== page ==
May 26 – The Faces of the Day

Our spring sermon series has been built around the texts of some of the great hymns of the faith. Members of the church suggested the hymns, and seven with strong Scriptural references were chosen for the weeks between Easter and the beginning of the summer season.

One of the requested hymns is “The Battle Hymn of the Republic,” and it will provide the theme for this Sunday’s sermon with the preaching text from Revelation 14 and its image of the grapes of wrath.  Come Sunday as we explore our lives and our times lived out in the realities of wrath and grace.

In preparing for the sermon, I put together a short video designed to remind us of the hymn and its context.  You may view the video here (or scroll down to the bottom of this post).

As you can see, a lot of the work of creating the video had to do with finding photos of Civil War soldiers. Thank you, Google Images.  As I collected the images for the video collage, I was struck by how the work of Matthew Brady and others in those early days of photography captured the humanity of those who were willing to “die to make men free.”  View the video again and look into the eyes of those who looked into the photographer’s lens over a century and a half ago.

When I decided to include the “Battle Hymn of the Republic” as one of the hymns for the sermon series, it seemed obvious that the Sunday of Memorial Day weekend would be the appropriate Sunday for the message.

Memorial Day is one of the more schizophrenic U.S. holidays. It was first observed in the years following the Civil War as a time to honor those who, as Lincoln said at Gettysburg, “gave the last full measure of devotion.” First called Decoration Day, men and women, war veterans and children, would gather in the town cemetery to decorate the graves of brothers and fathers, husbands and sons, who had, again as Lincoln said in the Second Inaugural, borne the battle.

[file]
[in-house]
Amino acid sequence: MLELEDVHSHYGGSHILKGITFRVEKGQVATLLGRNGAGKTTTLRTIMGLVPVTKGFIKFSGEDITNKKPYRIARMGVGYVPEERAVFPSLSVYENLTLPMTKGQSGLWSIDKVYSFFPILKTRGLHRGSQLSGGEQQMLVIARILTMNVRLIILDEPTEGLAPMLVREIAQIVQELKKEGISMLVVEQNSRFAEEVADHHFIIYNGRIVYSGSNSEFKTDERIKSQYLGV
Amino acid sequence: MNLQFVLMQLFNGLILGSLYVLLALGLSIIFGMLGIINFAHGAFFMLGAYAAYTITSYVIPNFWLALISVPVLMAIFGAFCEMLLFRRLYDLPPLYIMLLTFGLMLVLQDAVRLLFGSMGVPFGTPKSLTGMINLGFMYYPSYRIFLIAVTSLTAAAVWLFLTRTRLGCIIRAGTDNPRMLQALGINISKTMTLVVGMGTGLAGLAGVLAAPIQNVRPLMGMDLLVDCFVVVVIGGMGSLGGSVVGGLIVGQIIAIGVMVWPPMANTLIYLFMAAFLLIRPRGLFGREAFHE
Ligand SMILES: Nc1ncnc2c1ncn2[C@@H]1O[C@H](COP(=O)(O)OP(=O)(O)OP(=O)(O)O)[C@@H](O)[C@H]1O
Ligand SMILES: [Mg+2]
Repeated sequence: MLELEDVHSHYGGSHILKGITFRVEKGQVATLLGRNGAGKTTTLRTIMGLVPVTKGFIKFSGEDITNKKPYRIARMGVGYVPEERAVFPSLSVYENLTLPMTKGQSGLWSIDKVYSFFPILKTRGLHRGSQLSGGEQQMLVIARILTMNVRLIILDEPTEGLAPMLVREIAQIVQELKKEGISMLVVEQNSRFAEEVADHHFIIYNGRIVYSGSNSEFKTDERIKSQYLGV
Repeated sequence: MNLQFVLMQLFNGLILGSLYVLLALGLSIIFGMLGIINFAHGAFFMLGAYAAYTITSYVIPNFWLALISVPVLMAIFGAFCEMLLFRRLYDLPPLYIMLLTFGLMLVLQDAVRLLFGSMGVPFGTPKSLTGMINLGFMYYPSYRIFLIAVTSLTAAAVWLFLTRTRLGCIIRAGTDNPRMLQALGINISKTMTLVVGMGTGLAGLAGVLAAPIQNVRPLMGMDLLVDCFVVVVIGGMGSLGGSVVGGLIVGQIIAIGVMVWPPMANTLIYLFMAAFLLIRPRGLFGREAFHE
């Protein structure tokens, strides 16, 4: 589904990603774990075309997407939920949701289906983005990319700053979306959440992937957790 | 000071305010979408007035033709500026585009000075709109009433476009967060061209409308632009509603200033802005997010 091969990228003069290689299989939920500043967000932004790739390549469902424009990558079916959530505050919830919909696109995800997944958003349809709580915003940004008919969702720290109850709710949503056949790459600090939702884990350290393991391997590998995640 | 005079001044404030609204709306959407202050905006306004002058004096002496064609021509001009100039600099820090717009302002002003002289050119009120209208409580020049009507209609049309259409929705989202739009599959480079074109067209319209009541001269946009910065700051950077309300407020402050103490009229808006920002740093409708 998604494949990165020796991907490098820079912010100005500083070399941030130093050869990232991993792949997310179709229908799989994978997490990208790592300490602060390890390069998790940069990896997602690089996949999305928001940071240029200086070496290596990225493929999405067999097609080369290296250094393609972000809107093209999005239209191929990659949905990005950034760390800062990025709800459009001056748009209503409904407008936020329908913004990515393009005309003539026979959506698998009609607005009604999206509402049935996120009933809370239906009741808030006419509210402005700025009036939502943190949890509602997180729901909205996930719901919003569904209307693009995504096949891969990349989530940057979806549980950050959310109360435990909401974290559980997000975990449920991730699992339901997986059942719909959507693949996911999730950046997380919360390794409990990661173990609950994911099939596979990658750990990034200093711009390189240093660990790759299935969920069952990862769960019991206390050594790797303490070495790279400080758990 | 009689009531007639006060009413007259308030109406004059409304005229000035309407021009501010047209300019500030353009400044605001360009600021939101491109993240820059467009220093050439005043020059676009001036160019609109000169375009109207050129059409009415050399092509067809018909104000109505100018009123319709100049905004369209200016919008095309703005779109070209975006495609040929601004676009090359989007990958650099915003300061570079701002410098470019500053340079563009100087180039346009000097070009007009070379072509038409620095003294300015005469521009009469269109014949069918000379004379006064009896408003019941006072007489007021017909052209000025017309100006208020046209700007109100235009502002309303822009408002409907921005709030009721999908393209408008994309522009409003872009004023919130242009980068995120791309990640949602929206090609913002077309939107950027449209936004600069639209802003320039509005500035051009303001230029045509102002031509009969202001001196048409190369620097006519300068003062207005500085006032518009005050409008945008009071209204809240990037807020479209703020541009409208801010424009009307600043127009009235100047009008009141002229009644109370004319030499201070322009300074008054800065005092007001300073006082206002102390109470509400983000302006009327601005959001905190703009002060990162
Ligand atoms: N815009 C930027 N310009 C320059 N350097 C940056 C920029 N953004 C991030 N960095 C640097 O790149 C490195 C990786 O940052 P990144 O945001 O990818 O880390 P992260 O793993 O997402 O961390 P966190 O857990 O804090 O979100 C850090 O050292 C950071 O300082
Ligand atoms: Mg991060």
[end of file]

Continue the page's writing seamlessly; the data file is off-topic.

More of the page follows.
In time, parades were added and the day became more festive and less somber. Today it mostly marks the beginning of the summer season with blow-out sales at the big box stores and traffic jams on the roads to shore and mountain.  More people show up for the super sale at Wal-Mart than to decorate the graves of the honored dead.

On Monday Becky and I will be on the front lawn of LPC watching the Memorial Day parade winding its way through the borough.  We’ll enjoy a day off.  At some point during the day, I am going to watch the video again. I will look into the eyes of those fathers and sons, brothers and husbands, struck once more by their humanity.  I will be reminded that war is always a thing of the dispensation of wrath.

I will remember, too, that grace breaks into the dispensation of wrath, and that we are called , as partakers of grace, to heed Lincoln’s call: “With malice toward none, with charity for all, with firmness in the right as God gives us to see the right, let us strive on to finish the work we are in, to bind up the nation’s wounds.”

See you Sunday